|Longballs just one thing missing when Giants open post-Bonds era at home|
|Written by Admin|
|Sunday, 06 April 2008 13:24|
The fog horn would blow, the fans would be ecstatic and the counter measuring up Bonds to the other great sluggers in baseball would be changed.
Often times when Bonds would leave a game early, so too would many of the fans, regardless of the score. It was part-baseball, part-side show at San Francisco's beautiful waterfront ballpark.
When the Giants play their first home opener since cutting ties with Bonds after 15 seasons, there will surely be a different feeling. Matt Cain (0-0), the pitcher the Giants hope will be one of the faces of the franchise in the post-Bonds era, will take on Greg Maddux and the San Diego Padres on Monday afternoon.
``It will be different without him,'' Cain said Sunday in Milwaukee. ``That's something that we're trying to get past. But I mean it's (the opener) something that I hope the fans look forward to. We're all looking forward to getting back home, obviously.''
The ballpark will be missing a few of the elements that were prominent during Bonds' chase of the home run record. The banners honoring record home run No. 756 that adorned the light standards surrounding the center-field scoreboard are gone, as is the counter showing the career home run leaders and the rubber chickens that were hung from a rope after each intentional walk.
Also, the ``Road to History'' mural in left field honoring Bonds will be replaced by a 50th anniversary montage that will change every couple of homestands. Bonds will be one of the players remembered in those montages, said Staci Slaughter, the team's vice president of public affairs.
``The only thing that came down were things that were related to him as an active player which any team would do,'' Slaughter said. ``He'll be featured in our 50th anniversary celebrations. He's a huge part of our 50 years.''
Bonds' achievements are honored in displays honoring the 50th anniversary of the franchise's move West from New York around the ballpark, including on seven of the 14 bronze markers on the Giants History Walk, and a tribute to his seven MVP awards.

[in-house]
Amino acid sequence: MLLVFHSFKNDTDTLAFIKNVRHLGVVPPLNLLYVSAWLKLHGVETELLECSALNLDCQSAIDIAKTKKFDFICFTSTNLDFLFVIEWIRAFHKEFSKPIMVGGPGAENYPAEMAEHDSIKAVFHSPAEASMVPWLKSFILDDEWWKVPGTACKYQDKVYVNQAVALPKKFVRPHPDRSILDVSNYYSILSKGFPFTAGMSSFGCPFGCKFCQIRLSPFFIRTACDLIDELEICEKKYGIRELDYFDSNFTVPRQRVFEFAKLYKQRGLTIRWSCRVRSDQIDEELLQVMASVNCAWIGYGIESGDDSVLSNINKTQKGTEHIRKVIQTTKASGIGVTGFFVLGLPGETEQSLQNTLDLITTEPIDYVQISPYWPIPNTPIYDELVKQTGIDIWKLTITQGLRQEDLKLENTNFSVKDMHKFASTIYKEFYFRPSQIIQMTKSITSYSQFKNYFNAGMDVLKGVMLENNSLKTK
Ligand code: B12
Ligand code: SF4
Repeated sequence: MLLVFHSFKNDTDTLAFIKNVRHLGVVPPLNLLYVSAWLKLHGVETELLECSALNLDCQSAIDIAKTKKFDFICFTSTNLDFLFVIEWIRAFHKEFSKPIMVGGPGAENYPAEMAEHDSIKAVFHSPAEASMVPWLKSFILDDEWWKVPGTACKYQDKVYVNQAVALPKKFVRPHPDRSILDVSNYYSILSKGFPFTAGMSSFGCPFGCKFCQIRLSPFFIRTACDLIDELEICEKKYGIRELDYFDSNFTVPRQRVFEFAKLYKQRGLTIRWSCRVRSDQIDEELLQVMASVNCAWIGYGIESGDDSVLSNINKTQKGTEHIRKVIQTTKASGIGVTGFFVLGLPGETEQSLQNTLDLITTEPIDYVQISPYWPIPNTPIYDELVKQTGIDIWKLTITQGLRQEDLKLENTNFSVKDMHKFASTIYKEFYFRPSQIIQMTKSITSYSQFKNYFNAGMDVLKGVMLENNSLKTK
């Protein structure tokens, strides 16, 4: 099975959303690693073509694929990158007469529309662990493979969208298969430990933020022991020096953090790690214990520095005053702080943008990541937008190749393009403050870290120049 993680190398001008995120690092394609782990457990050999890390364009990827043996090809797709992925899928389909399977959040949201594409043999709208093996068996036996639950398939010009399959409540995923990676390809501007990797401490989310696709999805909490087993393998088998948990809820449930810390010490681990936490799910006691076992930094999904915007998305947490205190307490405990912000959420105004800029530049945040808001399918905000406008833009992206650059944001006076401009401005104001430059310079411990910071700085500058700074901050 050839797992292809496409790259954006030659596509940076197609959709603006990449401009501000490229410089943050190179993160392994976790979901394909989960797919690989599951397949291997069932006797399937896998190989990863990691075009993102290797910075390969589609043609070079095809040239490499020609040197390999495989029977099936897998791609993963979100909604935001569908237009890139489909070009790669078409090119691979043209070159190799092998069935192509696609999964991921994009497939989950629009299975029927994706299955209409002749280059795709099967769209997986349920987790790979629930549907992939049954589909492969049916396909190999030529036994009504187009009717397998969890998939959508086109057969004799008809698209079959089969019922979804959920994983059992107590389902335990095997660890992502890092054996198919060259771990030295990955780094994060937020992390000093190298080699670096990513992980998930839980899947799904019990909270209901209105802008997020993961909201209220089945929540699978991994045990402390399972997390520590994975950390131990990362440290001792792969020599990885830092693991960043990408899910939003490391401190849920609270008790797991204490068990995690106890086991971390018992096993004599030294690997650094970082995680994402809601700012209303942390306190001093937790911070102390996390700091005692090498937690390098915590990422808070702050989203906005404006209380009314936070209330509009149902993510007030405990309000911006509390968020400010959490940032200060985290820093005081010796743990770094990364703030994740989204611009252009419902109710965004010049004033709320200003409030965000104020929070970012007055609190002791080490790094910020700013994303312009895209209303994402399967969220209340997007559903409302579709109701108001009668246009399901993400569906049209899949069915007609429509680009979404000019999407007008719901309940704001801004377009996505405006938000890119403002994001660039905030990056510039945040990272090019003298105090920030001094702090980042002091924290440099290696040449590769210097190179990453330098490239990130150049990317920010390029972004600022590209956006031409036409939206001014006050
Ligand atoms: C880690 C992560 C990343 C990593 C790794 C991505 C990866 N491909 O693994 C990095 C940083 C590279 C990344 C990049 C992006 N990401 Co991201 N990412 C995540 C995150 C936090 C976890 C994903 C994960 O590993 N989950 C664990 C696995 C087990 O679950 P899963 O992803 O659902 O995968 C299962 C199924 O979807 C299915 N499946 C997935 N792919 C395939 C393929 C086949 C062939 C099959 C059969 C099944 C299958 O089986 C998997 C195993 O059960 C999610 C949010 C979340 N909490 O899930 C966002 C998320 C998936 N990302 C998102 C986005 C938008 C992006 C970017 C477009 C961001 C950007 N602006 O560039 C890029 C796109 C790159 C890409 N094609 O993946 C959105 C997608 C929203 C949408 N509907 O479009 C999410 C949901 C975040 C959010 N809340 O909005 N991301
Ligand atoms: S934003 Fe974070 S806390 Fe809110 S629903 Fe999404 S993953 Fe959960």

There will also be a plaque revealed Monday on the right-center field wall near where the record-setting homer landed.
The ``Splash Hits'' counter recognizing those signature home runs into McCovey Cove has been moved. Although it doesn't figure to get much use this season. Bonds accounted for 35 of San Francisco's 45 ``Splash Hits.'' Randy Winn is the only player on the roster with even one, a longball into the Cove against San Diego back in 2005.
If the first week of the season is any guide, there probably won't be too many homers of any kind for Giants fans to celebrate. San Francisco has hit only two home runs and scored 12 runs in losing five of its first six games on the road.
``We're excited even though we're limping home here a little bit,'' manager Bruce Bochy said. ``It's always a great day when you have your home opener. You're in front of your fans. We just want to get this turned around when we get home and get some wins under our belts, get some confidence with this club.''
Bonds hit more than a quarter of San Francisco's home runs in the first eight years in the ballpark, accounting for 160 of the 628 hit by the Giants. No one else even hit 50.
The Giants announced last September they were cutting ties with Bonds, about a month after he broke Hank Aaron's career home run record. He finished the season with 762 career homers.
``We have to find a way to understand what the situation is and to understand that we don't have him anymore, and go at it the best way we can without him,'' catcher Bengie Molina said. ``He's obviously going to be missed, his presence and all that stuff, but we have to find a way to say to ourselves and actually do it in the field that we're not going to have him.''
Bonds was then indicted in November on perjury and obstruction of justice charges in the BALCO steroids distribution case and still hasn't found a job with another team.
AP freelance writer Joe Totoraitis in Milwaukee contributed to this report.